Pituitary Microadenoma Treated with Antipsychotic Drug Aripiprazole
Richard J. Wix-Ramos,
Male patient 24 years old with a pituitary microadenoma and mental and behavioural disorders due to multiple drug use and use of other psychoactive substances (cocaine, cannabis and alcohol) were treated with haloperidol (dopamine receptor blocker) 10 mg daily. In the last control, the patient presented mammary hypertrophy; laboratory testing and brain magnetic resonance imaging (MRI) was performed, reporting the presence of a pituitary microadenoma syndrome with hormonal alteration (Prolactin levels 28.4 ng/ml). Haloperidol, carbamazepine and levomepromazine were then discontinued. He was started on aripiprazole 15 mg po daily for 4 days; the dosage was then increased to 30 mg po daily, with Valproic Acid 500 mg po tid. After 3 weeks on aripiprazole, the mammary hypertrophy that had increased in the patient had resolved. After 10 weeks follow up of prolactin revealed a normal level, at 4.33 ng/ml. Insomnia, aggressiveness, irritability, visual, tactile and auditory hallucinations remained absent after treatment with aripiprazole which is not a first line drug in multiple drug use patient with psychosis. We also consider the correlation of drug use in patient with psychosis, haloperidol treatment, pituitary microadenoma syndrome, hyperprolactinemia, and dopamine D2- receptor partial agonist aripiprazole treatment. This article also summarizes some relevant patents.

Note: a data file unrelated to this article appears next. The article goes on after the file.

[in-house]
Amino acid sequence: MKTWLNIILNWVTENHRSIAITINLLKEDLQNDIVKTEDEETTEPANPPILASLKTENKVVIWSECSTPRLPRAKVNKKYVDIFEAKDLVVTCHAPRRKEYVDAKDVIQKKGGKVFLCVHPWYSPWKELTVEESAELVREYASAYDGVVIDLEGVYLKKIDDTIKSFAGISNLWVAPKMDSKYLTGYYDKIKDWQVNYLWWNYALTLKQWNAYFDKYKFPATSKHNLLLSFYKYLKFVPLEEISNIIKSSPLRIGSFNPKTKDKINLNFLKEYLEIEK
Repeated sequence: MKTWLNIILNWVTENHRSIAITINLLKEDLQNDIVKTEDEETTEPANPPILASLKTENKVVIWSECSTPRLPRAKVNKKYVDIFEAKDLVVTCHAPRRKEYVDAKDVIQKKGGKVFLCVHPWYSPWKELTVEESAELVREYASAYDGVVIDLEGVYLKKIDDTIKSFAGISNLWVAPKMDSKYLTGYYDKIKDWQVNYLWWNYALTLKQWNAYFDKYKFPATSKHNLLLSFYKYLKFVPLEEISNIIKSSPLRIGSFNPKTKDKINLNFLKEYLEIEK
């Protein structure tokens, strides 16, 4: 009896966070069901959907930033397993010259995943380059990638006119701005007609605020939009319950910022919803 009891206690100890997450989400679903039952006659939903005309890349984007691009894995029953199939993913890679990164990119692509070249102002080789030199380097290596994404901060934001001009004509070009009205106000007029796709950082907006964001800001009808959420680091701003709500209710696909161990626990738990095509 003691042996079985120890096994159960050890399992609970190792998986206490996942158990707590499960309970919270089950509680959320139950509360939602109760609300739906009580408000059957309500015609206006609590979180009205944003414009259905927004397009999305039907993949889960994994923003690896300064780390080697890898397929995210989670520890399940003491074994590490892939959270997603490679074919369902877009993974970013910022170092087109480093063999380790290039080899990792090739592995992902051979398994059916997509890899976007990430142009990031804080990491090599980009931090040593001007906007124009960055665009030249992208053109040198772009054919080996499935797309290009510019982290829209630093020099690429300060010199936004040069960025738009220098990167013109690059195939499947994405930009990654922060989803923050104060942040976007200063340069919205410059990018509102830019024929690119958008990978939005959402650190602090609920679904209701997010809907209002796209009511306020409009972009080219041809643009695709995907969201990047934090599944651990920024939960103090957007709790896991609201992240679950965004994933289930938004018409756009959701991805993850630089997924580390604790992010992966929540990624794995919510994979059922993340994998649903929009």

Keywords: Aripiprazole, haloperidol, hormonal alteration, pituitary microadenoma syndrome, prolactin, psychosis, Pituitary adenomas, secrete prolactin, hyperprolactinemia, pituitary, antipsychotics, mammary hypertrophy, psychoactive drugs, cigars, hallucinations, insomnia, mydriatic pupils, glucose, cholesterol, triglycerides, Thyroid-stimulating hormone, antagonists, pituitary microadenoma, pituitary lactotrophs, aggressiveness, proliferation, gastroenterologists
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